Home Sport Mihlali Mayambela is paving his own way with Bafana Bafana

Mihlali Mayambela is paving his own way with Bafana Bafana


In a family of footballers, Mihlali Mayambela already had older brother Mark to look up to when he cut his teeth at grassroot level.

Mihlali Mayambela was close to walking away from the game. Picture: Muzi Ntombela, BackpagePix

Johannesburg – Mihlali Mayambela is finally reaping the rewards of his hard work after overcoming his mental battles to become a Bafana Bafana international.

Born into a family of footballers, Mayambela already had older brother Mark to look up to when he cut his teeth at grassroots level.

However, that proved to be a double-edged sword when Mark’s career started to blossom at Soweto giants Orlando Pirates.

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Known for his tricky feet, Mark was part of the team that won Pirates two domestic trebles in 2011 and 2012.

And while he was being lauded by ‘the Ghost’ and celebrated at home for his exploits, Mihlali, then in his teens, was also ridiculed for not being good enough to be on the same level of the Pirates talisman.

“I think it is (in our DNA to produce footballers). He has paved the way for me I can say,” Mihlali said this week. “But that has had a lot of positives and negatives for me.

“I was being compared to him while I was still young, and I felt that wasn’t fair. I doubted myself a lot when I was young because of that.”

Thanks to that comparison, Mihlali was close to walking away from the game. But a first overseas move for Mark to Swedish giants Djurgaden in 2014 changed his mind.

“I suffered a lot because at some points I didn’t want to play anymore because I was tired of being compared to someone, meaning I couldn’t be my own man,” Mihlali said.

“It was tiring. But when I had to move to Cape Town after he moved to Sweden that’s when I realised I can really play because I had a lot of doubts and backlashes from people prior to that.”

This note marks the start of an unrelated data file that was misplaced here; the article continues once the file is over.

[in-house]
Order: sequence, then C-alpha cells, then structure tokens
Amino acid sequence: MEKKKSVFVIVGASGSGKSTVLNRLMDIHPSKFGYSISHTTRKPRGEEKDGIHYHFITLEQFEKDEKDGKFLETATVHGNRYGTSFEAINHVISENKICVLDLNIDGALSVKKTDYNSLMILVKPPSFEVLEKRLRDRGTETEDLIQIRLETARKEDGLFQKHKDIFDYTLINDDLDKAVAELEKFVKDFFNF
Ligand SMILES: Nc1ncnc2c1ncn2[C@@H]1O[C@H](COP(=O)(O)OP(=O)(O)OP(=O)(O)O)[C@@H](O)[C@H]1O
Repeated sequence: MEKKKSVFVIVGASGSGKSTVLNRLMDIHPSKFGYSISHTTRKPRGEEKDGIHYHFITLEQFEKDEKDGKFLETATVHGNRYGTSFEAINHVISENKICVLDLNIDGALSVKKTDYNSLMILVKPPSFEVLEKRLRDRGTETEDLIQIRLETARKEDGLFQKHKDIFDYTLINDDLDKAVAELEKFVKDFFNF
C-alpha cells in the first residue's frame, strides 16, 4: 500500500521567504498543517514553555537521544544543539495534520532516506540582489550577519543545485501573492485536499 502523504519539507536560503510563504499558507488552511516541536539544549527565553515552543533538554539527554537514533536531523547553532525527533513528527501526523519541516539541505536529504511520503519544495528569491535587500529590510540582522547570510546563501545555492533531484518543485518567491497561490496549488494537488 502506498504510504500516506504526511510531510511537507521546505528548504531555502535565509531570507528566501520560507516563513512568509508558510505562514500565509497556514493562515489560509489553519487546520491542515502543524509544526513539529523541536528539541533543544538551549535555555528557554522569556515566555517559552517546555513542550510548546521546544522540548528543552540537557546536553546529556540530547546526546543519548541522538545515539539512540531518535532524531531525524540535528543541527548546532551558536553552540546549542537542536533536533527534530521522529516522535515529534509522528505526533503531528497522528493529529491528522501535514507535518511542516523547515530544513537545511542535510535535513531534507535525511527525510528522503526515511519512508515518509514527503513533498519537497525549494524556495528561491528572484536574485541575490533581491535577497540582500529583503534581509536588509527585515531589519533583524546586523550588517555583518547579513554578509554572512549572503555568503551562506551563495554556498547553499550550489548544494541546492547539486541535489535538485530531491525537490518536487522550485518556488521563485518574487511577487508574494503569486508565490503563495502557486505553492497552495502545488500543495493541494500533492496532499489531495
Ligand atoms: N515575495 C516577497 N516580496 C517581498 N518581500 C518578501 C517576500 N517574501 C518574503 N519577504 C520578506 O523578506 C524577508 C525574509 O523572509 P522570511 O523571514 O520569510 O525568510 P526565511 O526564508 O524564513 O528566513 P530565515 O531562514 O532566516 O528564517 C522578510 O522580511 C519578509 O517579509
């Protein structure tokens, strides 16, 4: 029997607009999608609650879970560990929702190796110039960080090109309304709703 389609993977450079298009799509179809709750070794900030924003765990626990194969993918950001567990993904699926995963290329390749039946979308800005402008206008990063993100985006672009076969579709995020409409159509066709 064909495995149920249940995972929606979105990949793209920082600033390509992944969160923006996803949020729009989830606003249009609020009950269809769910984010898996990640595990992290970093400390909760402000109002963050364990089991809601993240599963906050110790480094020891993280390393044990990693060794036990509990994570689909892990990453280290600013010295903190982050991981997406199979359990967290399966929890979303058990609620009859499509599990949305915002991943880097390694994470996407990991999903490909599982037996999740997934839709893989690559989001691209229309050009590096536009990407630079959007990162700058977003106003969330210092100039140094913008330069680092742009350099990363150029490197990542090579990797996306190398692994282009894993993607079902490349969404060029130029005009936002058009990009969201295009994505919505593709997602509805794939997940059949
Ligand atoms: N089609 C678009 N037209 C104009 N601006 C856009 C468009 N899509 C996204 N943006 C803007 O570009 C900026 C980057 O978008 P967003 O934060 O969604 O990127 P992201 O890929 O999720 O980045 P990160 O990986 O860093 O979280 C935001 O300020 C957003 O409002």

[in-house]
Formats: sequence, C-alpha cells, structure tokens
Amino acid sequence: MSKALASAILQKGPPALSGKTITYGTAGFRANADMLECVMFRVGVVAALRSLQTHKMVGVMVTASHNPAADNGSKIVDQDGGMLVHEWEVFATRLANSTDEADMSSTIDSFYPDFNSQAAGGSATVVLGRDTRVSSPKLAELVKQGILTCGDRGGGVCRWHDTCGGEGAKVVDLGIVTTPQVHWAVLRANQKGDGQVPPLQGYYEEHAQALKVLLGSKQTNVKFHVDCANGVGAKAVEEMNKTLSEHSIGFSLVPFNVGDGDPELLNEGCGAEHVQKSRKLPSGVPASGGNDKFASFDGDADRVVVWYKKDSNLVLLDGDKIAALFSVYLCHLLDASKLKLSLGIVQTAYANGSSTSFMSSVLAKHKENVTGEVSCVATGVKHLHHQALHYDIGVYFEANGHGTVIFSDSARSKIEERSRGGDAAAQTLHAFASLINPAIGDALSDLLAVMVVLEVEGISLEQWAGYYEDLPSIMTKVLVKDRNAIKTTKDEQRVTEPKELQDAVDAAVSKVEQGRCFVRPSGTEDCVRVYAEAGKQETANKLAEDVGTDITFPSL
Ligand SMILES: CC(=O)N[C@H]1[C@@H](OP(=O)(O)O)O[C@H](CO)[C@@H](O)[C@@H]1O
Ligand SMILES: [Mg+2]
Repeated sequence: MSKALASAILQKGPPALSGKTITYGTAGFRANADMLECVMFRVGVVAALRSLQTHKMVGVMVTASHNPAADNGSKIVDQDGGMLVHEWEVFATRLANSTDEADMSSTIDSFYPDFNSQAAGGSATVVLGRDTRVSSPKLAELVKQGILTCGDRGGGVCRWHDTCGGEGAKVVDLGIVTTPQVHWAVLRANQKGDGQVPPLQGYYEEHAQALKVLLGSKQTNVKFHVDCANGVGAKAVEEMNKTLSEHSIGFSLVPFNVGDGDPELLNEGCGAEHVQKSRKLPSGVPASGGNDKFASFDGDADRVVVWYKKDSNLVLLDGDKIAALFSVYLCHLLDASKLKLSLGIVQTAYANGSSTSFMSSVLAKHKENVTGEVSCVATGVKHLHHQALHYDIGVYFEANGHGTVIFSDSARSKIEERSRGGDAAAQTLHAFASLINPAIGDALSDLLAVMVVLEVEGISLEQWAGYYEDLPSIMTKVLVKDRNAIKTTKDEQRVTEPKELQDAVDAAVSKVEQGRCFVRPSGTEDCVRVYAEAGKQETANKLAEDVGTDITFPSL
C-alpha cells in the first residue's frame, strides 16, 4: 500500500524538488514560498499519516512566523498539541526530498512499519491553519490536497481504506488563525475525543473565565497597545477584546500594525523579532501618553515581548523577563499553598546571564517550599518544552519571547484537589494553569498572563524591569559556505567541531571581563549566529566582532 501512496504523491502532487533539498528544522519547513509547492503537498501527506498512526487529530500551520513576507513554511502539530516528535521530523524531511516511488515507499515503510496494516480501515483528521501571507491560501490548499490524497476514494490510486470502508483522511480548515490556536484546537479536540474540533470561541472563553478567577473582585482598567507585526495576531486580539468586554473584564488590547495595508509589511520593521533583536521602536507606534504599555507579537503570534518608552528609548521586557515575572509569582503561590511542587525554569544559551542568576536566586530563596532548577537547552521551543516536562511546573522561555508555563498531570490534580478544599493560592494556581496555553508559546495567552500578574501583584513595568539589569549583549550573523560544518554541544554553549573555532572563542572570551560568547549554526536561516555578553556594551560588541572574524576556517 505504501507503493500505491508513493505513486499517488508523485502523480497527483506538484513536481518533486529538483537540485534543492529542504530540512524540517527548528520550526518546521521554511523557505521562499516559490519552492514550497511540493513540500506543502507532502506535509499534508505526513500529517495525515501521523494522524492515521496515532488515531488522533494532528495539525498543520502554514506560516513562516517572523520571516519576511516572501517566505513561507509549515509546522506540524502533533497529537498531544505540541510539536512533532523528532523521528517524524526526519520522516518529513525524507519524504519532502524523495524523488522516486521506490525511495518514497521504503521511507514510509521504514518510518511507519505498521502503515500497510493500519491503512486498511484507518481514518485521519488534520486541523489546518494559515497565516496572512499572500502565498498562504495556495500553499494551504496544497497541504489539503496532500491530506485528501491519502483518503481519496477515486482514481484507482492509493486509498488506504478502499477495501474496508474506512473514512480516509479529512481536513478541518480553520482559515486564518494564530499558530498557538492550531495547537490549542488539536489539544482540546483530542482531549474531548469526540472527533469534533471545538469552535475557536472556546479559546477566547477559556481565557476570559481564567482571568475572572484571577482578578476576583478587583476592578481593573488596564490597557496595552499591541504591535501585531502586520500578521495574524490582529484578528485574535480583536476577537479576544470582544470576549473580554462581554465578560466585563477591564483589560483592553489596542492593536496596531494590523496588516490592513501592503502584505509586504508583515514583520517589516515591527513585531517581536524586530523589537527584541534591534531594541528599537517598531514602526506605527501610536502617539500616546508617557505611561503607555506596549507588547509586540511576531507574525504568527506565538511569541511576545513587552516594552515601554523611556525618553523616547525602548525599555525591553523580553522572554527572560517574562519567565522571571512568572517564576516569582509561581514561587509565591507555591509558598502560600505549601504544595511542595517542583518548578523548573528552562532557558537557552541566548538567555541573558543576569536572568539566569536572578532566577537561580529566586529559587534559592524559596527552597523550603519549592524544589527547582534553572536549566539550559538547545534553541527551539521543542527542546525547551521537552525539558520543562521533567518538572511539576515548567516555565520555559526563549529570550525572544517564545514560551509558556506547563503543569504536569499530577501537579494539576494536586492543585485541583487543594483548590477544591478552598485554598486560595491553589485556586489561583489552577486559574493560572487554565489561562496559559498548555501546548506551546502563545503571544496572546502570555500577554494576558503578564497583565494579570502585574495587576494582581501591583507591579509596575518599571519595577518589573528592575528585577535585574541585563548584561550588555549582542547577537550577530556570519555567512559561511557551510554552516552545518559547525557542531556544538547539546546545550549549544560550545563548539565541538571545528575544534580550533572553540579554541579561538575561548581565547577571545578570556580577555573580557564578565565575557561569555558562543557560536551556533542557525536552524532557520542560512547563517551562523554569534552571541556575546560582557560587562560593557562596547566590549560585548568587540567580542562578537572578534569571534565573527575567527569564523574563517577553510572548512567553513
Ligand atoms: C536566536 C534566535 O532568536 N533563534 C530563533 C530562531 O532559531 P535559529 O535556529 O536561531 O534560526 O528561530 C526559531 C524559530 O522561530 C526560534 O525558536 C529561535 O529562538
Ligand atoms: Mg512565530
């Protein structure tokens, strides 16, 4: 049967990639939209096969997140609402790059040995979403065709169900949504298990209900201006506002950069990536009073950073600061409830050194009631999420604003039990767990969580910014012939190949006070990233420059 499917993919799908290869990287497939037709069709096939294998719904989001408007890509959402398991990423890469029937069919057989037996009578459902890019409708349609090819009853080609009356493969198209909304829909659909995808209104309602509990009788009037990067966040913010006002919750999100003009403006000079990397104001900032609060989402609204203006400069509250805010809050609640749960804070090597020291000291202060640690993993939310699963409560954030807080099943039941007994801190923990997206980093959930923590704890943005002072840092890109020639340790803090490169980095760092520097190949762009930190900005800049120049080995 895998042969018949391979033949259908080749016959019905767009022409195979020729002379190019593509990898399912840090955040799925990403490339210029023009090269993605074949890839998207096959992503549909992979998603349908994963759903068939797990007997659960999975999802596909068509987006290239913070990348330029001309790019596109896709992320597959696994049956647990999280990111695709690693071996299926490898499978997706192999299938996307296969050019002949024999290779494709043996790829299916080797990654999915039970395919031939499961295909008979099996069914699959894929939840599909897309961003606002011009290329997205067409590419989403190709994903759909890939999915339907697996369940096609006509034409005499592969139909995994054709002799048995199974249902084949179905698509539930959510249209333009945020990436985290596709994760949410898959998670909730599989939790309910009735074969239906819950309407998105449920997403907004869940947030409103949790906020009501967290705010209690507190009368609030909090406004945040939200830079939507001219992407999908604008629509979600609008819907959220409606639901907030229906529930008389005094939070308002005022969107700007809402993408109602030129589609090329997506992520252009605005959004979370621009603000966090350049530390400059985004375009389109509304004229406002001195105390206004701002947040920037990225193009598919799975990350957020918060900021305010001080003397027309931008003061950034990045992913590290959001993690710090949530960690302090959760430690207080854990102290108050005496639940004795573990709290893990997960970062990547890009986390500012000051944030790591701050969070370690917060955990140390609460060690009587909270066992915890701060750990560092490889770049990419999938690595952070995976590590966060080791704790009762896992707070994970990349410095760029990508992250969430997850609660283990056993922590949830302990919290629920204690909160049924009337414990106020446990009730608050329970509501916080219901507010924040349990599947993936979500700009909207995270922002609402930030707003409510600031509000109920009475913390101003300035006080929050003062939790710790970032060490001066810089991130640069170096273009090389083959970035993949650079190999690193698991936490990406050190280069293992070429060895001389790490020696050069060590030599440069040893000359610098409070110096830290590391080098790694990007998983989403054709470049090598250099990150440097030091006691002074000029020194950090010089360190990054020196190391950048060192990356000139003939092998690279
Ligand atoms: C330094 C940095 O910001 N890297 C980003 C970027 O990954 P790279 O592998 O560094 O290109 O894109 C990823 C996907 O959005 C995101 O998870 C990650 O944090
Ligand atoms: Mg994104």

Mihlali spent only a year in the Mother City, moving between ASD Cape Town and All Stars, before Djurgaden also snapped him up after his brother parted ways with the club.

And since then, the 26-year-old hasn’t looked back. He’s moved to Portugal and Israel, while he’s currently calling Cyprus home where he’s on the books of Aris Limassol.

In his debut season for the Cypriot-based team, Mihlali became a key figure in the team’s attacking unit.

“Moving abroad is no child’s play. What’s kept me there for so long is that I knew where I wanted to be. I wanted to be there – not anywhere else,” Mihlali said.

“When things were not going well, I had to look at myself and ask: ‘Am I going to give up on something that I wanted for myself?’ No-one pointed a gun at me to move that side.”

And thanks to that thick skin, overcoming adversities and getting his brother’s support, Mihlali attracted the eye of Bafana coach Hugo Broos, who recently gave him a call-up.

Mihlali scored on his international debut as Bafana trounced Sierra Leone 4-0 in September, while he featured late in the 1-0 win over Botswana.

“It’s an unbelievable feeling, really. I cannot explain it,” Mihlali said. “When I first received the call, I couldn’t believe it until I saw it on TV and was then on the plane home to represent the country.

“I am super, super grateful to the coach because he believed in me and brought me an opportunity to represent the country, which is every player’s dream. I am living my dream.”

Mihlali will want to continue his fine form when Bafana faces Liberia in back-to-back Africa Cup of Nations qualifiers on Friday in Orlando and Tuesday in Monrovia.


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